What is a seizure or epilepsy ?
Seizures are one of the most frequently reported neurological conditions in dogs. The scientific term for seizure is “ictus”. A seizure may also be called a convulsion or fit and is a temporary involuntary disturbance of normal brain function that is usually accompanied by uncontrollable muscle activity.
Epilepsy is used to describe repeated episodes of seizures. With epilepsy, the seizures can be single or may occur in clusters, and they can be infrequent and unpredictable or may occur at regular intervals.
What causes seizures ?
There are many causes of seizures. Idiopathic epilepsy, the most common cause of seizures in the dog, is an inherited disorder, but its exact cause is unknown. Other causes include liver disease, kidney failure, brain tumors, brain trauma, or toxins.
Seizures often occur at times of changing brain activity, such as during excitement or feeding, or as the dog is falling asleep or waking up. Affected dogs can appear completely normal between seizures.
What happens during a typical seizure ?
Seizures consist of three components:
1) The pre-ictal phase, or aura, is a period of altered behavior in which the dog may hide, appear nervous, or seek out the owner. It may be restless, nervous, whining, shaking, or salivating. This may last a few seconds to a few hours. This period precedes the seizure activity, as if the dog senses that something is about to occur.
2) The ictal phase is the seizure itself and lasts from a few seconds to up to five minutes. During a seizure, the dog may lose consciousness or may just have a change in mental awareness (“absence” seizures or hallucinations such as snapping at invisible objects). If the dog experiences a grand mal, or full-blown seizure with loss of consciousness, all of the muscles of the body contract spastically and erratically. The dog usually falls over on its side and paddles its legs while seeming to be otherwise paralyzed. The head will often be drawn backward. Urination, defecation, and salivation may occur. If the seizure has not stopped within five minutes, the dog is said to be in status epilepticus or prolonged seizure. Status epilepticus is considered an immediate emergency and medical help should be sought.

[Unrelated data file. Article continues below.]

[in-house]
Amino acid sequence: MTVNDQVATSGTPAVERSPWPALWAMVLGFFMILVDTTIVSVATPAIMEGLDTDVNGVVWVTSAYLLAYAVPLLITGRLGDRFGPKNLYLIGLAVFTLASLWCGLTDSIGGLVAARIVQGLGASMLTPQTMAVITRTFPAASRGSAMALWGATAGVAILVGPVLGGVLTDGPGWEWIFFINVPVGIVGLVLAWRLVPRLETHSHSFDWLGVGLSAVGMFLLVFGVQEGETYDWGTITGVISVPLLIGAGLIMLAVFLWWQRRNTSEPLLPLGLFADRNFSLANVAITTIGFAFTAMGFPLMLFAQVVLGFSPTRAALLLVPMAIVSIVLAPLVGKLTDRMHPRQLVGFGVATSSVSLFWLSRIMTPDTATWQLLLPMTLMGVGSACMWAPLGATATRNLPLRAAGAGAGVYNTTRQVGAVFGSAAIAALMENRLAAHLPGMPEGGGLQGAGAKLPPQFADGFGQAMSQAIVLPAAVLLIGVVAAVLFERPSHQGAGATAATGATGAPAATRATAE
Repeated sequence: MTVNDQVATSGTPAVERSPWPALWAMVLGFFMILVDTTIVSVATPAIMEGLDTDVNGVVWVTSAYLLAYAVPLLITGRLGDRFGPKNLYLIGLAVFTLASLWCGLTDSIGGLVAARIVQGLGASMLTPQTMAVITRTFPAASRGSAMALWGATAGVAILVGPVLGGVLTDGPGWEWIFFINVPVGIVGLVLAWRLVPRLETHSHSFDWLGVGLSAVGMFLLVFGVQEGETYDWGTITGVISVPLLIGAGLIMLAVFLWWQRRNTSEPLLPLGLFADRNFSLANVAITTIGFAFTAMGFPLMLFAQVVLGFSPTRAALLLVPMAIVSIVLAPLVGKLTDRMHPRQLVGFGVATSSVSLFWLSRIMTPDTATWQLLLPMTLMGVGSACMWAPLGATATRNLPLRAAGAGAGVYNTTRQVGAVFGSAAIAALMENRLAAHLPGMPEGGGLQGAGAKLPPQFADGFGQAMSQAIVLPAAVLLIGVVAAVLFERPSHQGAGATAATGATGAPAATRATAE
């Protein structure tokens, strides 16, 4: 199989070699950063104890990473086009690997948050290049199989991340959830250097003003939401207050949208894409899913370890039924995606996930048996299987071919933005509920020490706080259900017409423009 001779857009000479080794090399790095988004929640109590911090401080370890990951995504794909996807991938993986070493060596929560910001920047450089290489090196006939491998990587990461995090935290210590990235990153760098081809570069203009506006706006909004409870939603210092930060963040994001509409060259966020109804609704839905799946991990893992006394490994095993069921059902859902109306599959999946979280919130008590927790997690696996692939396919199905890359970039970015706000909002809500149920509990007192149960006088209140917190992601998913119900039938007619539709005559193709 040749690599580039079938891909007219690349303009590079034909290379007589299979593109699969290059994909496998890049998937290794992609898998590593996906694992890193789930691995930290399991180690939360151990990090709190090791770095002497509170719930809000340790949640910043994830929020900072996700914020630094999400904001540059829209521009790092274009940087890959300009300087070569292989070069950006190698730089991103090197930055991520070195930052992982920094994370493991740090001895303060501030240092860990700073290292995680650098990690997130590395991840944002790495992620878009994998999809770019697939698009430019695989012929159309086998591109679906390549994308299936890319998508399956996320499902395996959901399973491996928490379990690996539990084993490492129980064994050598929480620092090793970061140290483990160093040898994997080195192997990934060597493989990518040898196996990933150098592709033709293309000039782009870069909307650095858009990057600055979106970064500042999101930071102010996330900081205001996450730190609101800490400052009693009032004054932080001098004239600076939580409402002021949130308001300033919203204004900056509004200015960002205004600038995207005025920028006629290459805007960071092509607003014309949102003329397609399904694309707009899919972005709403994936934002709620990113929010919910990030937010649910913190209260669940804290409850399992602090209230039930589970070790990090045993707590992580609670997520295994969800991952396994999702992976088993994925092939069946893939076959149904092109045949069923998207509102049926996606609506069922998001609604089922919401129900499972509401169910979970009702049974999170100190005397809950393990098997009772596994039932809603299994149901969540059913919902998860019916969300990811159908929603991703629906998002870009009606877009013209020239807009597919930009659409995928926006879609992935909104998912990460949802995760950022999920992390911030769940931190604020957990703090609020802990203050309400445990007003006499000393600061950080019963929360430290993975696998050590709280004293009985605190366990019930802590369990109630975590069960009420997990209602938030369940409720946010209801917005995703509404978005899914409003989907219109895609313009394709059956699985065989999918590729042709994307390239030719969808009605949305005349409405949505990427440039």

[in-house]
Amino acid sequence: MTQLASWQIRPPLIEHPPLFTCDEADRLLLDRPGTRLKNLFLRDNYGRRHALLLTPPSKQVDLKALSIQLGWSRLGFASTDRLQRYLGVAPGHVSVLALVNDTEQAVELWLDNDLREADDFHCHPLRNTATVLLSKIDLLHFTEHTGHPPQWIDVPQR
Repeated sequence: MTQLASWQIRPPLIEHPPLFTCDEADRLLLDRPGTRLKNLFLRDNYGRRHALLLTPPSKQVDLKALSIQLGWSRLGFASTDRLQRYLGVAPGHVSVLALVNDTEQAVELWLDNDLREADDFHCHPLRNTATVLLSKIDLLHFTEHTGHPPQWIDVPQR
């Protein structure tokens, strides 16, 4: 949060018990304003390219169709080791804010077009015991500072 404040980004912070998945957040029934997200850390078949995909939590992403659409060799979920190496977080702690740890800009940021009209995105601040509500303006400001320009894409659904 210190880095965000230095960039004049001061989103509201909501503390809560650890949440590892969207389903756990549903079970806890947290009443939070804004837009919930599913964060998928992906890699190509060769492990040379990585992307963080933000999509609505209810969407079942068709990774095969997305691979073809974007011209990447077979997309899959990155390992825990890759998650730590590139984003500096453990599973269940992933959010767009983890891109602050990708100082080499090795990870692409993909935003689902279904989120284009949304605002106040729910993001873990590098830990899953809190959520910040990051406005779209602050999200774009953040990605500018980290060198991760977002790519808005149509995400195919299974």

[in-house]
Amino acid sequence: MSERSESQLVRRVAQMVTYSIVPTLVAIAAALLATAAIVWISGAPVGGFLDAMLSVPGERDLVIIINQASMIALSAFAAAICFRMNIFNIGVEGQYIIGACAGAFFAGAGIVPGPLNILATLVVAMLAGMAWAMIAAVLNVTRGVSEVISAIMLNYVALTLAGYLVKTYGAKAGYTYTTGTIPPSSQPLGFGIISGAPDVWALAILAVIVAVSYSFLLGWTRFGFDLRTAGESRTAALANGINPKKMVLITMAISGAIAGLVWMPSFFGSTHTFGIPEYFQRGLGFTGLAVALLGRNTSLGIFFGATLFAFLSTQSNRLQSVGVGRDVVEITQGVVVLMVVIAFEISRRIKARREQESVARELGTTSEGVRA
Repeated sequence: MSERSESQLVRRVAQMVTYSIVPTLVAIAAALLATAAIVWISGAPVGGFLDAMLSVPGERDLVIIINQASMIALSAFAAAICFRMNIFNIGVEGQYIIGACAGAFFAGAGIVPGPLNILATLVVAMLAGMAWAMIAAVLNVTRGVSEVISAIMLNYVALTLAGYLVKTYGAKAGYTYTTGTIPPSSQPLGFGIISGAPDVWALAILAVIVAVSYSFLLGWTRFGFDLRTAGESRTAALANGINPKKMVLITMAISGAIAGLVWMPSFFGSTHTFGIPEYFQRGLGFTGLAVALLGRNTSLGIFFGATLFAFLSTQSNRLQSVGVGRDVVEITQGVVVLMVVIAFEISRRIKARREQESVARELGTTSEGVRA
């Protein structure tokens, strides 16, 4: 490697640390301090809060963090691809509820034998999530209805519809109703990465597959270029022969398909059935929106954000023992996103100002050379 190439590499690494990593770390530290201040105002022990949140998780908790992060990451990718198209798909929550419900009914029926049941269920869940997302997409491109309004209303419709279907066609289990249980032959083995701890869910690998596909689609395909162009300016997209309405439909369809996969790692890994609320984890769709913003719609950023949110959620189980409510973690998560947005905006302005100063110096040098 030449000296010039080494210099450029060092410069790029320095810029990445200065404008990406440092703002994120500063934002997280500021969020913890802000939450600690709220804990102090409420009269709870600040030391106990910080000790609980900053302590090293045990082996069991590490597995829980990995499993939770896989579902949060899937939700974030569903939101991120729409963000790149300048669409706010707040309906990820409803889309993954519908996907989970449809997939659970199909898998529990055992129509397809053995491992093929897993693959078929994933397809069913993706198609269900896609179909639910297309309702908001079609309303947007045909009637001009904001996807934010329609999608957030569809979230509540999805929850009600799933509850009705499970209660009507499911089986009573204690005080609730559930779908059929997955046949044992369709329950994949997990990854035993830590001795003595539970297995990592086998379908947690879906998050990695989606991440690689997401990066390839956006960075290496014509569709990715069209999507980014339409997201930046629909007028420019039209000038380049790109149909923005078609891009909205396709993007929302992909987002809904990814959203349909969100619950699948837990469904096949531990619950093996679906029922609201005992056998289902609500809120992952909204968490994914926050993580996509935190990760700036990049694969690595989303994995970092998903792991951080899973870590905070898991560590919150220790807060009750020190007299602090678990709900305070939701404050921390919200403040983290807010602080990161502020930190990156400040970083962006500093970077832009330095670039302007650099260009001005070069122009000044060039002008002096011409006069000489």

3) During the post-ictal phase or the period immediately after the end of the seizure, there is confusion, disorientation, salivation, pacing, restlessness, or even temporary blindness. There is no direct correlation between the severity of the seizure and the duration of the post-ictal phase.
Is a seizure painful or dangerous to the dog ?
Despite the dramatic and violent appearance of a seizure, seizures are not painful, although the dog may feel confusion and perhaps panic. Contrary to popular belief, dogs do not swallow their tongues during a seizure. If you put your fingers or an object into its mouth, you will not help your pet and you run a high risk of being bitten very badly or of injuring your dog. The important thing is to keep the dog from falling or hurting itself by knocking objects onto itself. As long as it is on the floor or ground, there is little chance of harm occurring.
A single seizure is rarely dangerous to the dog. However, if the dog has multiple seizures within a short period of time (cluster seizures), or if a seizure continues for longer than a few minutes, the body temperature begins to rise. If hyperthermia or an elevated body temperature develops secondary to a seizure, another set of problems may have to be addressed.
How are seizures treated or prevented ?
Treatment is usually begun only after a pet has:
1) more than one seizure a month,
2) clusters of seizures where one seizure is immediately followed by another or
3) grand mal seizures that are severe or prolonged in duration.
The two most commonly used medications to treat seizures in dogs are phenobarbital and potassium bromide. Research into the use of other anticonvulsants is ongoing, and combination therapy is often used for dogs that are poorly responsive to standard treatments.
What to do If Your Dog has a Seizure
Besides the convulsions described earlier, other symptoms that are typical of seizures include dilated pupils and muscle twitches. As far as we know, seizures don’t cause pain to a dog.
Don’t move a dog who is having a seizure unless he’s in a dangerous location where he might hurt himself. If you do need to move him, gently drag him by his hind legs. Remember, he might urinate or defecate uncontrollably while in the seizure. If he has the seizure indoors, you might want to grab some newspapers or paper towels to put under him in case this happens. It’s all right to touch or comfort your dog, but avoid putting your hands near his mouth his jaws may convulse during a seizure and he might inadvertently bite your hand.
All dogs who suffer from seizures should see a vet. Emergency care shouldn’t be necessary unless a dog has a single seizure that lasts more than five minutes or if he has more than two seizures in a row. When you find your dog having a seizure, take note of the time and be prepared to call a local veterinary hospital.
If your dog has not yet been diagnosed with epilepsy, your vet will first check for signs of different possible causes of the seizure, such as head injury or ingestion of a toxin. The vet should also check for low blood sugar, rabies and distemper, which have all been known to cause seizures.
What Triggers Seizures in Dogs ?
Simply put, a trigger is the source of your dog’s seizure. It is the factor, inside or outside of the dog’s body, that causes a seizure to occur. The trigger can often be difficult to identify, but in order for something to qualify as a trigger, it has to have happened within 30 hours of your dog’s seizure. The only exception to this is vaccinations, which can trigger a seizure up to 45 days after administration.